Before the New Year’s Grand Sumo Tournament, most fans would have predicted that Hakuho, the reigning yokozuna, would claim his third successive Emperor’s Cup, and 22nd title overall.
It was not to be.
In what was perhaps the most interesting basho for sumo fans for some years, four of the five ozeki finally stepped up to the plate and did their job properly — they ran neck and neck for much of the basho, gaps only appearing in Week No. 2 as the men in the uppermost ranks went against each other, and in the end, one of them walked off with his first Emperor’s Cup.
That man was Baruto, an Estonian who first arrived on the dohyo in early 2004. At the time entering professional sumo with another young Estonian called Kitaoji who was to return to Estonia homesick before the year was out, Baruto won his first 14 bouts straight in those early years, in the process picking up the jonokuchi and jonidan division titles.
He tore through the four lower divisions, and was promoted to the foot of juryo a little over a year after he entered the sport. Injuries took their toll in his first years as a sekitori, but the past two years have seen him promoted to ozeki, winning 129 bouts compared to just 51 losses, for a basho average of almost 11-4 in that time. Even with a couple of slip-ups in mid-2010, this is an excellent figure, more than worthy of the rank when held up alongside his fellow ozeki, and second only to the yokozuna over the same period.
The pressure is now on, however, to build on his Tokyo title when the sumo association moves down to Osaka in early March for the first tournament there in two years (last year’s basho was cancelled amid a series of scandals over bout fixing).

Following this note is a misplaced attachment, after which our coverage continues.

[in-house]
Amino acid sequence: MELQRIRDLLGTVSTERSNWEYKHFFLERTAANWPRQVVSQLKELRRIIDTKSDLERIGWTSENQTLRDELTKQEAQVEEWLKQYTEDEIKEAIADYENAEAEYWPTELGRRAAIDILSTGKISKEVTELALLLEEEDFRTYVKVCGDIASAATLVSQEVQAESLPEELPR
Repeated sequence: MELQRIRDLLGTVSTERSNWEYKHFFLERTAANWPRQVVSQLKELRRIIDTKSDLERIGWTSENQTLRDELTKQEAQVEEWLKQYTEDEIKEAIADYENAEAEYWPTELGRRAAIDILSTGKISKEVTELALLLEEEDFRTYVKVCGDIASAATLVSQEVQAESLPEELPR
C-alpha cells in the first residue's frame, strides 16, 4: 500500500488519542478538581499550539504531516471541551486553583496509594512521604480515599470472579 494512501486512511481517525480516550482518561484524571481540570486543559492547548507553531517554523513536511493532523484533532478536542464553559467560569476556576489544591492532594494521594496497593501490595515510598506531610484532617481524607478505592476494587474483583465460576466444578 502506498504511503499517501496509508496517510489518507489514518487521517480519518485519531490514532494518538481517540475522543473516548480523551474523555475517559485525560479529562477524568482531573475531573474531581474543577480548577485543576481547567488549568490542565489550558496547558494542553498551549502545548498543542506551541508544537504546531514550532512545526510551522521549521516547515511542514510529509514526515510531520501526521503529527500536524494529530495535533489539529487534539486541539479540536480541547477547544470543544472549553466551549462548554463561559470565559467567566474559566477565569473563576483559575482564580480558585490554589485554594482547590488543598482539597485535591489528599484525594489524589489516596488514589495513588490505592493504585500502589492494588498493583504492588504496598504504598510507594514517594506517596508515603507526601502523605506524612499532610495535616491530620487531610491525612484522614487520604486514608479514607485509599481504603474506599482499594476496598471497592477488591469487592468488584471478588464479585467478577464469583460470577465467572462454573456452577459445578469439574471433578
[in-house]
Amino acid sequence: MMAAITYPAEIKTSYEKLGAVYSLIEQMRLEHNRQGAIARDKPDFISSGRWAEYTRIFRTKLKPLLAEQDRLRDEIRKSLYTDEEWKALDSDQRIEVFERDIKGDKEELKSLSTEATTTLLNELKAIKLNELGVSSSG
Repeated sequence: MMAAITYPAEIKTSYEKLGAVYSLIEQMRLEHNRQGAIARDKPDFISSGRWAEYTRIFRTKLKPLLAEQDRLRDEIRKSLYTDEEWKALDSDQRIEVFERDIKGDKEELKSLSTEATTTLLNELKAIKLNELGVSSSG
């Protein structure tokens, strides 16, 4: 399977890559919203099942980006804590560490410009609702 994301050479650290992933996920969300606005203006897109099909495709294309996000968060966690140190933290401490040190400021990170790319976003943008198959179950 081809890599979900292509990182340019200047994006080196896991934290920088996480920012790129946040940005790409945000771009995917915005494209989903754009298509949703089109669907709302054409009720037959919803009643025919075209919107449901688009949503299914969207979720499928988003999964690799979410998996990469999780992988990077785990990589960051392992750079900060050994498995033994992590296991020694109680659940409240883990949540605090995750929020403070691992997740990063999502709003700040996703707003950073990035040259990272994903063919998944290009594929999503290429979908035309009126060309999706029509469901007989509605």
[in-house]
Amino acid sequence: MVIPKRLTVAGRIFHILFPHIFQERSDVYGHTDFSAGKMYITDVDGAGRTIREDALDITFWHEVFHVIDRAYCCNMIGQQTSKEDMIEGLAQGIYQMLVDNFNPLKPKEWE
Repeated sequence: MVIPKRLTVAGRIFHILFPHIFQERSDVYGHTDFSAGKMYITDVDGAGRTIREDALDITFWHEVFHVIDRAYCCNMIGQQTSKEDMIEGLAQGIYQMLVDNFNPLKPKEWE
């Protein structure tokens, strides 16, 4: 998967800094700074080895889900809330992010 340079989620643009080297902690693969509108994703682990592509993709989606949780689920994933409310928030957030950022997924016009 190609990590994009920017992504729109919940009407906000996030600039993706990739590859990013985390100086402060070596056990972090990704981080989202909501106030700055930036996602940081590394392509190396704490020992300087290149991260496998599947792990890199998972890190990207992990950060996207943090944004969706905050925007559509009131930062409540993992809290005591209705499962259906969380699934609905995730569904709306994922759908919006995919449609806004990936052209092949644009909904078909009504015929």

Should he win again in Osaka, he will be promoted to yokozuna (regardless of comments made by an English-language NHK guest on the final day of the Hatsu Basho who mulled the requisites for promotion). Back-to-back Emperor’s Cups have been the benchmark for the last seven yokozuna over a period of 20 years, and there is no indication anything would be different in the case of Baruto coming up with the goods.
Indeed, many may even call for promotion with a jun-yusho (essentially, runner’s up) promotion if he posts 14-1 and only loses to the eventual winner.
Local lad Kisenosato had a great first tournament at ozeki finishing 11-4, alongside Harumafuji — the latter’s best score since last July when he won the top division title with a 14-1. Even Kotooshu reached double figures with only Kotoshogiku (8-7) in sumo’s second rank failing to chalk up the minimum 10 wins expected of an ozeki.
The upper maegashira ranks took a pounding as a result of the dominance of the ozeki, with arguably the best result in the top half of the non-sanyaku ranks being posted by Myogiryu.
His gutsy 9-6 at maegashira 5 might just be enough to slip him into a vacant komusubi slot on the March banzuke.
Both Takayasu and Wakakoyu generated much interest pre-basho after excellent showings in the December public practice session but failed to perform anywhere near their best, finishing 6-9 and 5-10 respectively.
In juryo the incredibly talented Chiyotairyu of Kokonoe Beya finished his first sekitori basho 13-2, winning the division and guaranteeing a very large promotion in the process. He is so new to professional sumo that his hair is not yet long enough to shape the traditional topknot, which will no doubt cause a few headlines in March.
Along with Ikioi, who at juryo 3 went 10-5 and will be on home turf in Osaka, Chiyotairyu from Tokyo is perhaps the best next generation homegrown talent. When the time comes, the pair could quite possibly the successors to Kisenosato and Kotoshogiku.